Gin & Tonic Exploration
Posted: May 31, 2013
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Not to be ignored, of course, is the huge spectrum of gins now available. For small brands and microdistillers, making a great whiskey takes a lot of maturation time, but some have made very interesting gin right off the bat.
Think of Death's Door gin, which has a recipe pared down to juniper berries, coriander and fennel, all sourced from its native Wisconsin. Ransom revives the far sweeter profile of Old Tom Gin, a type that was almost as common as London Dry Gin a century ago. Professor Cornelius Ampleforth's Bathtub Gin is made in a pot still and smacks of orange, cloves and cinnamon.
From the unexpected origin of France we get Citadelle and G'Vine. The former is made with wheat and, in the case of its 88-proof Reserve marque, revives the tradition of slightly aging gin. The latter is not only grape-based, but involves the infusion of flowers from the Ugni Blanc grape used to make Cognac.
Fifty Pounds revives an 18th century recipe and is quite warming. The organic and patriotic Bluecoat has earthy notes and Old Amsterdam is a sweet concoction that fools you with a spicy nose. Hendrick's has distinguished itself with the addition of cucumber flavor, which since has become very popular in cocktail making.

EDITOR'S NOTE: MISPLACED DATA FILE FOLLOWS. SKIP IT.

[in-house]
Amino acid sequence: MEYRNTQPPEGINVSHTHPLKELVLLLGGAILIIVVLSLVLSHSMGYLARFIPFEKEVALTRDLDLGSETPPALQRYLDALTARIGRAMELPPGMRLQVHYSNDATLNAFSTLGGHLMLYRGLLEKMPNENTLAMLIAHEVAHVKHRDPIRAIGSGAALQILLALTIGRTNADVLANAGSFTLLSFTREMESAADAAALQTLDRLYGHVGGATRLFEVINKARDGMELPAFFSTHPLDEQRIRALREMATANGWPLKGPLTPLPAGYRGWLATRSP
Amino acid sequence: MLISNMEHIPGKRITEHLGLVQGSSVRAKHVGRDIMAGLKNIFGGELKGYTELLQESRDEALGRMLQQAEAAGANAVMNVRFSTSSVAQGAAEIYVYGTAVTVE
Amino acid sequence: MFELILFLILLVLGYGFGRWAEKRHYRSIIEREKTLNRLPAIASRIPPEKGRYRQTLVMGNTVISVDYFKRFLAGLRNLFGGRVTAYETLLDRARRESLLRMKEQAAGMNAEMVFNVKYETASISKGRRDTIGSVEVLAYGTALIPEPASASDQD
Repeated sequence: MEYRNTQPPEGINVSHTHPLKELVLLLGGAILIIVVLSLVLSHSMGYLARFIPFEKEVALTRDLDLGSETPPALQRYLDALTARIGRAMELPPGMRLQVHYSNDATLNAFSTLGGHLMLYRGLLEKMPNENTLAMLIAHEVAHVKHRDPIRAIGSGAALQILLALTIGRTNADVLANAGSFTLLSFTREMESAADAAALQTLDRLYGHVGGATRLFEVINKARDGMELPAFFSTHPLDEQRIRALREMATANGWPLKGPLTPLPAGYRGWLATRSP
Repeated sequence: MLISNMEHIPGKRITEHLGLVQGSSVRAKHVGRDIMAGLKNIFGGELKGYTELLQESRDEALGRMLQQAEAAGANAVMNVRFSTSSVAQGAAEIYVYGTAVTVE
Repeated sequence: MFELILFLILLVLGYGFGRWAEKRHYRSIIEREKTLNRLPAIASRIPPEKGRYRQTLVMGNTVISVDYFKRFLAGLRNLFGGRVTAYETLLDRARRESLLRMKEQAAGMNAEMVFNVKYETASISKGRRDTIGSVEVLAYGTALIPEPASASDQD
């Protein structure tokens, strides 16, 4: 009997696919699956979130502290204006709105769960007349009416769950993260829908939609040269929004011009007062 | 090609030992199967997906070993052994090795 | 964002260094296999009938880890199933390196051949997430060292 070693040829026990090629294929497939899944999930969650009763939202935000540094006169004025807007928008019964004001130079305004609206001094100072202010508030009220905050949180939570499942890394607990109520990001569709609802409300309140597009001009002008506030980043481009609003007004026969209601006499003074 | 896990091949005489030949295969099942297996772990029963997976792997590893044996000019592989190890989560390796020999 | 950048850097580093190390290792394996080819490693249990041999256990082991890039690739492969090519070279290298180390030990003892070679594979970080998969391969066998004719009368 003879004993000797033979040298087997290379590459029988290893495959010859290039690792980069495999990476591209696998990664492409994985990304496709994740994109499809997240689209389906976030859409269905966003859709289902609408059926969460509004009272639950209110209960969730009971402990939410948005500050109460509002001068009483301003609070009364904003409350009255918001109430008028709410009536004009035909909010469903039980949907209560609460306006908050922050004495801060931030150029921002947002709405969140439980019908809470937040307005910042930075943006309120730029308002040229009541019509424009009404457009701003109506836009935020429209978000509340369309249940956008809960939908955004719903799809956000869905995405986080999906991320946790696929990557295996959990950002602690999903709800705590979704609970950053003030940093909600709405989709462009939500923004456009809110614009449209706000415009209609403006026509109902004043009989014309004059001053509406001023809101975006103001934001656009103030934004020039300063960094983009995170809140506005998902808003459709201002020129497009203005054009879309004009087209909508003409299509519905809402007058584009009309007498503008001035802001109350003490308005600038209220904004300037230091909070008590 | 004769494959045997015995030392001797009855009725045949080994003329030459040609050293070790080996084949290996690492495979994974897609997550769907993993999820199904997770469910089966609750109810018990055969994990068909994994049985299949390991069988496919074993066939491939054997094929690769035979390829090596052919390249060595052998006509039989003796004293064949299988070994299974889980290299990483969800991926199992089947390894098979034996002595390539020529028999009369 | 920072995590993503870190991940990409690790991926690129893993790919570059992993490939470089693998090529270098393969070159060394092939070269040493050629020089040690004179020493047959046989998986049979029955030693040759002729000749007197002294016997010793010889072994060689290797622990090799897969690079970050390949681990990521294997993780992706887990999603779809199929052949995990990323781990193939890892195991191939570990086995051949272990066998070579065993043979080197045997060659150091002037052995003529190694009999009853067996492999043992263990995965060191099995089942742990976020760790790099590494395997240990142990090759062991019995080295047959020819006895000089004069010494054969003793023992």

My favorite is Nolet, a dry gin made in Holland by the same maker that produces Ketel One vodka. The Silver edition is elegant and full of roses. The Reserve, probably the most expensive gin in the world at $700, is probably best appreciated in a very dry Martini.
Lest we forget, the most familiar brands are all known for their ability to play well with tonic. Beefeater is the quintessential juniper-heavy gin and makes a very bracing cocktail. Tanqueray 10 already has huge citrus notes with other fruits, and its Rangpur ramps that up with the taste of lime. One of the fruitiest (particularly in the orange direction) is Bulldog. Spicy, but less junipery, Bombay Sapphire has perhaps been foremost in reviving the gin category in recent decades. Its new Bombay East alluringly adds lemongrass and pepper to the mix. Plymouth, a gin category unto itself, is one of most balls-out examples, with plenty of cardamom, orange and juniper.
If none of those gins fit your fancy, you can always pursue the DIY route by getting a bottle of vodka and some of the dozen or so botanicals and aromatics that typically inform gin (e.g. Juniper berries, orris root, fennel, angelica, licorice, cinnamon, coriander, cassia bark, orange peel) and infusing the flavors for a couple days.
But please don't use the bathtub.
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